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Philos Trans R Soc Lond B Biol Sci. 2013 Jul 22;368(1625):20120302. doi: 10.1098/rstb.2012.0302. Print 2013.

Tropical forest recovery from logging: a 24 year silvicultural experiment from Central Africa.

Author information

1
BSEF, CIRAD, 34398 Montpellier, France. sylvie.gourlet-fleury@cirad.fr

Abstract

Large areas of African moist forests are being logged in the context of supposedly sustainable management plans. It remains however controversial whether harvesting a few trees per hectare can be maintained in the long term while preserving other forest services as well. We used a unique 24 year silvicultural experiment, encompassing 10 4 ha plots established in the Central African Republic, to assess the effect of disturbance linked to logging (two to nine trees ha⁻¹ greater than or equal to 80 cm DBH) and thinning (11-41 trees ha⁻¹ greater than or equal to 50 cm DBH) on the structure and dynamics of the forest. Before silvicultural treatments, above-ground biomass (AGB) and timber stock (i.e. the volume of commercial trees greater than or equal to 80 cm DBH) in the plots amounted 374.5 ± 58.2 Mg ha⁻¹ and 79.7 ± 45.9 m³ ha⁻¹, respectively. We found that (i) natural control forest was increasing in AGB (2.58 ± 1.73 Mg dry mass ha⁻¹ yr⁻¹) and decreasing in timber stock (-0.33 ± 1.57 m³ ha⁻¹ yr⁻¹); (ii) the AGB recovered very quickly after logging and thinning, at a rate proportional to the disturbance intensity (mean recovery after 24 years: 144%). Compared with controls, the gain almost doubled in the logged plots (4.82 ± 1.22 Mg ha⁻¹ yr⁻¹) and tripled in the logged + thinned plots (8.03 ± 1.41 Mg ha⁻¹ yr⁻¹); (iii) the timber stock recovered slowly (mean recovery after 24 years: 41%), at a rate of 0.75 ± 0.51 m³ ha⁻¹ yr⁻¹ in the logged plots, and 0.81 ± 0.74 m³ ha⁻¹ yr⁻¹ in the logged + thinned plots. Although thinning significantly increased the gain in biomass, it had no effect on the gain in timber stock. However, thinning did foster the growth and survival of small- and medium-sized timber trees and should have a positive effect over the next felling cycle.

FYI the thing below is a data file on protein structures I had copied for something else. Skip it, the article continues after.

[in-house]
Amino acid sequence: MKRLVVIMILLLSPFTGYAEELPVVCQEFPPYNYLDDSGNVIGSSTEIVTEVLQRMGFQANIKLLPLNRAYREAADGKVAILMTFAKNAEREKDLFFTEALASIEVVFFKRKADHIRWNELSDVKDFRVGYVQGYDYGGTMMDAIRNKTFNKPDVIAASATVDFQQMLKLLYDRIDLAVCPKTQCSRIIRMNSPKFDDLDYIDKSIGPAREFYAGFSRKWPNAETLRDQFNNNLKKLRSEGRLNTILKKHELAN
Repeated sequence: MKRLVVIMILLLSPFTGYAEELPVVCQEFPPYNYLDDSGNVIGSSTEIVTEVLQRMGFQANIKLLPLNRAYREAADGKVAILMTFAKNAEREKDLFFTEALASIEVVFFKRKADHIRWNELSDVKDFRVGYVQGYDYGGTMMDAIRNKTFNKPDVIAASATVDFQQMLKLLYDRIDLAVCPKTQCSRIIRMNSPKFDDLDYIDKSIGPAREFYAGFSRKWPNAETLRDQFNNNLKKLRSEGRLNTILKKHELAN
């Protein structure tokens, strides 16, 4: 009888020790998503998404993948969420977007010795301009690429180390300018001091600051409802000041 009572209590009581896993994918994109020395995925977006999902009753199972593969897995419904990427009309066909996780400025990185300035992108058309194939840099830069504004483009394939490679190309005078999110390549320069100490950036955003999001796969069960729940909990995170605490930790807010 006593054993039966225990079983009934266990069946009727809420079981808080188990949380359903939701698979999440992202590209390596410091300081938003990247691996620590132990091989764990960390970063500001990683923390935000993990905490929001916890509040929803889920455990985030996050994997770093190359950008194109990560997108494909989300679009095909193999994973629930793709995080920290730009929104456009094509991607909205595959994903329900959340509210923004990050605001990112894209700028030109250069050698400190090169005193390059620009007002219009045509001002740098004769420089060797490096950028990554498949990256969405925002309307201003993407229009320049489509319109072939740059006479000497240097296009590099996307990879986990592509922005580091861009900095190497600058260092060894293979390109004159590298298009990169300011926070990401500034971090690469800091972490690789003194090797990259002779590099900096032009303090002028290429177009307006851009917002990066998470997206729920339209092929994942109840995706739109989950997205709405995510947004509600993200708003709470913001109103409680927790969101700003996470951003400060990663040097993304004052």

KEYWORDS:

above-ground biomass; moist semi-deciduous forests; permanent sample plots; silviculture; timber species

PMID:
23878332
PMCID:
PMC3720023
DOI:
10.1098/rstb.2012.0302
[Indexed for MEDLINE]
Free PMC Article

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